But I won’t be a developer any more

One month ago, I became Sitecore’s first ever Programmer Writer. It is my job to work closely with internal teams as a system or piece of functionality is being built and produce materials for the developers that will eventually use it – documentation, getting started guides, recommended practices, video, blog posts, conference talks, training, sample code, and more.

This job is perfect for me. I get to work with a smart, motivated, and culturally diverse group of people and have already learned more about enterprise system design than I knew in the first place. Every day is both fun and challenging, and whilst I will be spending quite a long time absorbing information, there will be plenty of opportunity to engage with the community once the project goes live. I’m essentially being paid to learn, write, and socialise – and I couldn’t be more thrilled.


Initially, though, I had two niggles – the title itself, and what it would mean to give up development as a job. I am sharing these personal thoughts for anyone that’s making a similar career choice.

Previously, I was a Technical Consulting Engineer – a title that I always thought was a little overblown, but it made me feel like ‘a techie’ when I introduced myself. Programmer Writer didn’t – at least to me – have the same ring to it. I even asked my co-presenter at UX Bristol 2016 to change my title back to developer on our slide deck! I have no idea where those feelings came from – no-one has ever questioned my techie credentials (at least not to my face, and if they did, it didn’t register), and Programmer Writer is widely used by Microsoft and other big companies.

Secondly, I was concerned that because I was no longer doing development on a day-to-day basis, those skills would become stagnant and I would struggle to do any ‘real development work’ in the future.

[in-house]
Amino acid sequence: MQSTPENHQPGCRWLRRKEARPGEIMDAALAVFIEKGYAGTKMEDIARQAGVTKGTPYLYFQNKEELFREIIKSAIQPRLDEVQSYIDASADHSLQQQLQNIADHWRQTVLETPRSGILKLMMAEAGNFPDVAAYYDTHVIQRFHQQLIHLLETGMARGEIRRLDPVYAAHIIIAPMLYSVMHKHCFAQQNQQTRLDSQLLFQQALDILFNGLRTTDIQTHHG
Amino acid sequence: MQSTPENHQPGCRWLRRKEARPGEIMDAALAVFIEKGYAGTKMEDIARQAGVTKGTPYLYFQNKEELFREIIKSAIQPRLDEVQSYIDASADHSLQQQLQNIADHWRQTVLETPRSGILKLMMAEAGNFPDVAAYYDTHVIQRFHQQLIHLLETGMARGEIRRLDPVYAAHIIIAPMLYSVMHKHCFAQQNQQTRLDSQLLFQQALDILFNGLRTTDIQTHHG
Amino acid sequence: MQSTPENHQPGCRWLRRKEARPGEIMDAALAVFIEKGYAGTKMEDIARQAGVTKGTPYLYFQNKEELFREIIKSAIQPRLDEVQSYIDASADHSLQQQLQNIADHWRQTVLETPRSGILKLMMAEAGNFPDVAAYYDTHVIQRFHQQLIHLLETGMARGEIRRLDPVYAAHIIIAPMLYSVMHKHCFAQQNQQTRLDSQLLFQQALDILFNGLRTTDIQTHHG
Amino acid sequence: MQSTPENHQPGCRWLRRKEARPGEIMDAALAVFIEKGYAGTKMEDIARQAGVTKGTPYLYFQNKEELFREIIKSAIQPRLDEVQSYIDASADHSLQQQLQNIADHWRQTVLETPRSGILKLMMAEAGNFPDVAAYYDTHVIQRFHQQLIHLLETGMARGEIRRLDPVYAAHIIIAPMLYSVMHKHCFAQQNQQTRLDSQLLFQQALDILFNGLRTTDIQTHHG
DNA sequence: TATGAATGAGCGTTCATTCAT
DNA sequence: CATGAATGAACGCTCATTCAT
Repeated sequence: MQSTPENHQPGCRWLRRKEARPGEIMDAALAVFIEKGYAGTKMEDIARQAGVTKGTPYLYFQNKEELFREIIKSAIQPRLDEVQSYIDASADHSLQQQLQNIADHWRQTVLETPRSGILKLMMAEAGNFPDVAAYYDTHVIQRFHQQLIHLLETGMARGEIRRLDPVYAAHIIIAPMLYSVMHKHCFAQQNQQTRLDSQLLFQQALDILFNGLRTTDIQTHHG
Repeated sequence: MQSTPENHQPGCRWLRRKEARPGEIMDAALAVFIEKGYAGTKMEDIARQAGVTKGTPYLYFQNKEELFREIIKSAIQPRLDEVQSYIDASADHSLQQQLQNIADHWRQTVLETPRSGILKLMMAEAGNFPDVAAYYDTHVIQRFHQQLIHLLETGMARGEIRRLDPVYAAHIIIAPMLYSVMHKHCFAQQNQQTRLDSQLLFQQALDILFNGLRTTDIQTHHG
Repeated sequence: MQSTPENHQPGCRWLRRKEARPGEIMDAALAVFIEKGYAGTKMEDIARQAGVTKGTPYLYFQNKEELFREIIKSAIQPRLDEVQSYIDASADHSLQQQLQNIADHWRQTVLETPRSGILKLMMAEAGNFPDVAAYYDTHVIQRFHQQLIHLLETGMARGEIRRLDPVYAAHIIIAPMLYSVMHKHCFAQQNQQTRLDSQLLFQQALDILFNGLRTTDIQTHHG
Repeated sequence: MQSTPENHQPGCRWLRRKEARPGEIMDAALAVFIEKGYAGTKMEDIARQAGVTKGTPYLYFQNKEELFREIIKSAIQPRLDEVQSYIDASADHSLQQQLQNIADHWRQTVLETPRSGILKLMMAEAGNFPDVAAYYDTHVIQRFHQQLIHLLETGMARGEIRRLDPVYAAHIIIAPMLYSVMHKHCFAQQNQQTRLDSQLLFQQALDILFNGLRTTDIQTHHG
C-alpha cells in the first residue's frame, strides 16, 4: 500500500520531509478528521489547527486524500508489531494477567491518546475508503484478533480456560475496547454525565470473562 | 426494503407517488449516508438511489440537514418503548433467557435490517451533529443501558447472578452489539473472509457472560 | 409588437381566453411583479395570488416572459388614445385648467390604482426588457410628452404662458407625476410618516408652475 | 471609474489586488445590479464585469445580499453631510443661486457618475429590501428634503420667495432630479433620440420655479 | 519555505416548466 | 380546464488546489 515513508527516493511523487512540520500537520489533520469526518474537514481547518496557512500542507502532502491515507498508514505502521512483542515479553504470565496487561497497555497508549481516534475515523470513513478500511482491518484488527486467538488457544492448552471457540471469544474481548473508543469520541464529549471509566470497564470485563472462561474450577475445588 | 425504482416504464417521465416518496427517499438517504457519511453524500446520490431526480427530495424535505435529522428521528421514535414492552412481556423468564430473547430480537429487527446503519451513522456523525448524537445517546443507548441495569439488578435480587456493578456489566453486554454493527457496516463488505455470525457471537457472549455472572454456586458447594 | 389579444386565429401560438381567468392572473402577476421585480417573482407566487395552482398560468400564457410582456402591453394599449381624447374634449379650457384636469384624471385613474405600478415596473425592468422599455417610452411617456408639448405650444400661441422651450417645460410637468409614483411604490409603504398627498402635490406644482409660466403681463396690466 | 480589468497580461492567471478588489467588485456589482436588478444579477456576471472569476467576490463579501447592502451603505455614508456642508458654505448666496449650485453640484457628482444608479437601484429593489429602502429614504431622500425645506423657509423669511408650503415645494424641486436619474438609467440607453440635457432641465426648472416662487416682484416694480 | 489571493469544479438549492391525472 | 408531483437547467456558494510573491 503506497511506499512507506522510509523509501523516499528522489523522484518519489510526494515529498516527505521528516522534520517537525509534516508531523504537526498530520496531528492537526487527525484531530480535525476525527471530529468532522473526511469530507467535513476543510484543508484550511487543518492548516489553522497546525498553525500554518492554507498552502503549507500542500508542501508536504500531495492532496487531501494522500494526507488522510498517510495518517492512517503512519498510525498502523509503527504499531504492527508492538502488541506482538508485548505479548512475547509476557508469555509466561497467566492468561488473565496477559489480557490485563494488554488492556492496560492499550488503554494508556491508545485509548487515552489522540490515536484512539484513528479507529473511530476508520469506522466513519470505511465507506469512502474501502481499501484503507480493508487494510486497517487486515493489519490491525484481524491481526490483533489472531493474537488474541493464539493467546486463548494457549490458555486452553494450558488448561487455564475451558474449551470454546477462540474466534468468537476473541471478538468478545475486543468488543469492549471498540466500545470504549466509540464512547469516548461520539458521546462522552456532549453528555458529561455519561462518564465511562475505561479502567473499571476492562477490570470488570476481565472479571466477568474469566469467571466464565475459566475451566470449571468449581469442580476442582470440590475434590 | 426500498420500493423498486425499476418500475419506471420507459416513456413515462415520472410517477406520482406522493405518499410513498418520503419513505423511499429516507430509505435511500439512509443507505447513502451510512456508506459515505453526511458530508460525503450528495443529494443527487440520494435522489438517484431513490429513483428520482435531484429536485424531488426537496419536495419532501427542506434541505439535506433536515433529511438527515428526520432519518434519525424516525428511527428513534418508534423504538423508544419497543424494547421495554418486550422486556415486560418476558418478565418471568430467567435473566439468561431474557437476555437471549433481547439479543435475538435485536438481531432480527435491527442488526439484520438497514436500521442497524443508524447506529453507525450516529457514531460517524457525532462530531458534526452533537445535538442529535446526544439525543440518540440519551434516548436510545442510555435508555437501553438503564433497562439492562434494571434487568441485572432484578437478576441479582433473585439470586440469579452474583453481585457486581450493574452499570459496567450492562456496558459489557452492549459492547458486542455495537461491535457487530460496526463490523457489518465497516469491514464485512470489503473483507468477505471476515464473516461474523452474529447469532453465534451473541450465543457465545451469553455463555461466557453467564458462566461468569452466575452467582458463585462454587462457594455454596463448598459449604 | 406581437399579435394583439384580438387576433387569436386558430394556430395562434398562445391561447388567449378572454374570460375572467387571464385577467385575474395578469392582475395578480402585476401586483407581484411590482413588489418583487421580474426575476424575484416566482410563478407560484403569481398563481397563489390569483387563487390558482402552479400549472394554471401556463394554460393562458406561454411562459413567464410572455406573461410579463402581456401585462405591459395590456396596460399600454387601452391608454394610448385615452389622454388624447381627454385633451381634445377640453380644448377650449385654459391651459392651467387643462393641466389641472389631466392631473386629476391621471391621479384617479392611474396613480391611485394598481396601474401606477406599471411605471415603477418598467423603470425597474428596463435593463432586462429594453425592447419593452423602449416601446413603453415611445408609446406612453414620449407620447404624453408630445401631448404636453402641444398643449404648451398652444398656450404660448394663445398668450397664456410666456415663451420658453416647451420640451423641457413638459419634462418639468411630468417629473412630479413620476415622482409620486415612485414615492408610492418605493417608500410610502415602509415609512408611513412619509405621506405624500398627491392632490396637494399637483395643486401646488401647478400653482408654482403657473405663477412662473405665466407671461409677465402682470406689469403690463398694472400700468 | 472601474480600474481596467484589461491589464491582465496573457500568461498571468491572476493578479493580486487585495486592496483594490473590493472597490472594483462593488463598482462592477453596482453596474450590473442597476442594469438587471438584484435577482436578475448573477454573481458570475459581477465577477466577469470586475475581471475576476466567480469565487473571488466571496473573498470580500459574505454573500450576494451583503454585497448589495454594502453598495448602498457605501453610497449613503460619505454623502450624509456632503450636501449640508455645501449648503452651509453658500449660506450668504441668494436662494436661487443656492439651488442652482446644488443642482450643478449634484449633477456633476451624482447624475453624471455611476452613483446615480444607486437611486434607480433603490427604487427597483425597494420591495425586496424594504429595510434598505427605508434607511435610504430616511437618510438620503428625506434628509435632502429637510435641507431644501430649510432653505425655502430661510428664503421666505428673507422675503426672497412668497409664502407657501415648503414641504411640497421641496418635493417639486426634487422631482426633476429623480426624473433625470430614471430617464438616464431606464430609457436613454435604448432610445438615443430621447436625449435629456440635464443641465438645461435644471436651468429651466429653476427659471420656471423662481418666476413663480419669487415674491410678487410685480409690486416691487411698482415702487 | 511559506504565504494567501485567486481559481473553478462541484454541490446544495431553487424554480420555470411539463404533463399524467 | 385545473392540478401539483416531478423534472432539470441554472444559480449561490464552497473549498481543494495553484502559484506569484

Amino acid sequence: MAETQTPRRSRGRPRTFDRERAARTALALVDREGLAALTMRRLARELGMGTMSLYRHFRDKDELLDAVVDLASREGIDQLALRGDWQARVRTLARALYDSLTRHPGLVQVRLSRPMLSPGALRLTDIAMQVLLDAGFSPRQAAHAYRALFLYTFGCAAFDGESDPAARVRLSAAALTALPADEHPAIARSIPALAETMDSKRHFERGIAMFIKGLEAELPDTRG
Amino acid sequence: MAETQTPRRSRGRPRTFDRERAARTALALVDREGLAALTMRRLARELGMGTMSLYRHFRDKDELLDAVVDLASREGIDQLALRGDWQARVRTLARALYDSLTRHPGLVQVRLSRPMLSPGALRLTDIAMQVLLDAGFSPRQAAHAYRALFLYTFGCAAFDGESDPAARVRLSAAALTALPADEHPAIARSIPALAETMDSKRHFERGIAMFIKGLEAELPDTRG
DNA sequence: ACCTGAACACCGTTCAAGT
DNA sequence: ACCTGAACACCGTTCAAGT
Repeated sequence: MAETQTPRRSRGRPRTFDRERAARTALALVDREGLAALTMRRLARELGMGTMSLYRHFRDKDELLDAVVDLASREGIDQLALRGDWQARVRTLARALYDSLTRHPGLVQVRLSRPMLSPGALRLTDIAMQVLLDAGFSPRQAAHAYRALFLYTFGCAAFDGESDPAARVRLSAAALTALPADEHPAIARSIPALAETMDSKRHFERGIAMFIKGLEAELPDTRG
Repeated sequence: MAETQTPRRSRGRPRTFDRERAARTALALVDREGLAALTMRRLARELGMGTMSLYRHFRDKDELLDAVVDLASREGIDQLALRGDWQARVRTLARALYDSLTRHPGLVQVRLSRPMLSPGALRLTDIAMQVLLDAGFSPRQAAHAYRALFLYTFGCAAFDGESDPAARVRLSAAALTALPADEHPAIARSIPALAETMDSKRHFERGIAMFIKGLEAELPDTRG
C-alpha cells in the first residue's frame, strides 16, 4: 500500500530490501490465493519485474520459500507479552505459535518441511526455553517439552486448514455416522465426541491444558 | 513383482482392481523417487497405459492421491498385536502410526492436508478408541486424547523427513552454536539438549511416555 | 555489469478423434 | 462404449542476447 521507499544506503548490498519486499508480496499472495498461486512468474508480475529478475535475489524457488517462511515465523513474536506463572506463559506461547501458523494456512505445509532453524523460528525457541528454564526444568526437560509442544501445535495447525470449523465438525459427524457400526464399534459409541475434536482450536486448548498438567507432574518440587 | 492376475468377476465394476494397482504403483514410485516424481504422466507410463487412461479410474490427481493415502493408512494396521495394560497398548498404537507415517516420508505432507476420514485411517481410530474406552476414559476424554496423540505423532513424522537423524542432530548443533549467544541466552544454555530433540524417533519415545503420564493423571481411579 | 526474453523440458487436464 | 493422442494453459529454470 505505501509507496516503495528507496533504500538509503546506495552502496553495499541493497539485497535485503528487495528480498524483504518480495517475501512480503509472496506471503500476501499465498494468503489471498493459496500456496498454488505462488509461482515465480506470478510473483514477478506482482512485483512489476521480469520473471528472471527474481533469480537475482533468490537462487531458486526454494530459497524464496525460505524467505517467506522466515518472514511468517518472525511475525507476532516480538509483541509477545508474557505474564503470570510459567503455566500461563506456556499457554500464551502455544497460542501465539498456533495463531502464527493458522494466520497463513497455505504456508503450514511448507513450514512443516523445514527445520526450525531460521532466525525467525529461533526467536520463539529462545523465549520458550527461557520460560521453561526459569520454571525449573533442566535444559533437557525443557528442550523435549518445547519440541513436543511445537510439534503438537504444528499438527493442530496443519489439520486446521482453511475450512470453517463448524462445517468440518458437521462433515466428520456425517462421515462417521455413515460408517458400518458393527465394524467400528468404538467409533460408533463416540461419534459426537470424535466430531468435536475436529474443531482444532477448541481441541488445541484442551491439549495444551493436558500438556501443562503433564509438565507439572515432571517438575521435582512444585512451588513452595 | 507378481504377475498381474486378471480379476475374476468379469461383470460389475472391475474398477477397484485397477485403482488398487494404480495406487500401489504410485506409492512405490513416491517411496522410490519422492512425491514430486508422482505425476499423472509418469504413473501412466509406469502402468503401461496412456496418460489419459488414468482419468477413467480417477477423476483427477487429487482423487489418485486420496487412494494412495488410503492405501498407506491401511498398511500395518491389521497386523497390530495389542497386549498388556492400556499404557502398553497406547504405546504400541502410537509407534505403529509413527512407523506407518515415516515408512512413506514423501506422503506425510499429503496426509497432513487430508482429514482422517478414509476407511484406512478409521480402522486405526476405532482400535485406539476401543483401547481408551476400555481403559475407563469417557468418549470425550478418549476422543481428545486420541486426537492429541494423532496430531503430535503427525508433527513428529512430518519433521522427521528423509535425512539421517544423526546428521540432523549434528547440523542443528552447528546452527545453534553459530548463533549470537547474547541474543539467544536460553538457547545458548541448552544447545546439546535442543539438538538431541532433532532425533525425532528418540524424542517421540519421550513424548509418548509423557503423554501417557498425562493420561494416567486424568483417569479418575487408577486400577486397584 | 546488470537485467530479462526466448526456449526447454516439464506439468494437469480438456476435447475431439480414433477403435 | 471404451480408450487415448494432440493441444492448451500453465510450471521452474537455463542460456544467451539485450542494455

As it turns out, I was completely wrong about the second point – and  I got over my title-related imposter syndrome very quickly after that.

For anyone considering a Programmer Writer role that is having similar thoughts, here is what I’ve learned in the past month:

  • Effective technical writing is really difficult and not everyone can do it – remember that! You have to understand what’s going on from individual methods to broader system design choices, and be able to communicate that to a very broad audience. You must be able to predict where a person might stumble or misunderstand and cater for that eventuality.
  • You are just as much a developer evangelist as a writer, and your team is relying on you to present their hard work in the best possible light.
  • You will write code every single day, and often more interesting code than you did as a developer – particularly if you come from the agency world. You will read tests, debug, write samples, and become as intimate with the code-base as the people who wrote it in the first place.
  • You will have the opportunity to take part in more system design meetings than you can possibly handle. You will learn something new in every single one of them, even if a particular design choice or technology is never implemented.
  • You’re still part of a development team, and if it’s a very large team, you and the product owner will very likely be the ones with the broadest knowledge of the system – as well as the business drivers behind the big technical decisions.
  • Your skills are transferable. In my experience, communication – within a team, across teams, with clients, with vendors – is ultimately what makes or breaks a project.

If I take on a developer role in the future, I am certain that my time as a Programmer Writer will be a huge asset. For now, I’m proud to be a Programmer Writer and cannot wait to share my team’s work with the Sitecore community.

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